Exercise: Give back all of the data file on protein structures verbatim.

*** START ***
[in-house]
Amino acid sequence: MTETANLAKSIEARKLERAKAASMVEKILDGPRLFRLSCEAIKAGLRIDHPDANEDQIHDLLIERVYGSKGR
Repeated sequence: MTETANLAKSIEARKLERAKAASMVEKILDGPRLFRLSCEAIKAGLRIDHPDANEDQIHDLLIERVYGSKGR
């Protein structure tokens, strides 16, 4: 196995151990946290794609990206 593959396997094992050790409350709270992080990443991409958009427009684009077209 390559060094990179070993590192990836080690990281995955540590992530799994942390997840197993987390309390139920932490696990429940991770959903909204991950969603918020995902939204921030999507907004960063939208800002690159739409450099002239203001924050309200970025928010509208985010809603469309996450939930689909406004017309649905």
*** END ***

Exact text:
[in-house]
Amino acid sequence: MTETANLAKSIEARKLERAKAASMVEKILDGPRLFRLSCEAIKAGLRIDHPDANEDQIHDLLIERVYGSKGR
Repeated sequence: MTETANLAKSIEARKLERAKAASMVEKILDGPRLFRLSCEAIKAGLRIDHPDANEDQIHDLLIERVYGSKGR
């Protein structure tokens, strides 16, 4: 196995151990946290794609990206 593959396997094992050790409350709270992080990443991409958009427009684009077209 390559060094990179070993590192990836080690990281995955540590992530799994942390997840197993987390309390139920932490696990429940991770959903909204991950969603918020995902939204921030999507907004960063939208800002690159739409450099002239203001924050309200970025928010509208985010809603469309996450939930689909406004017309649905």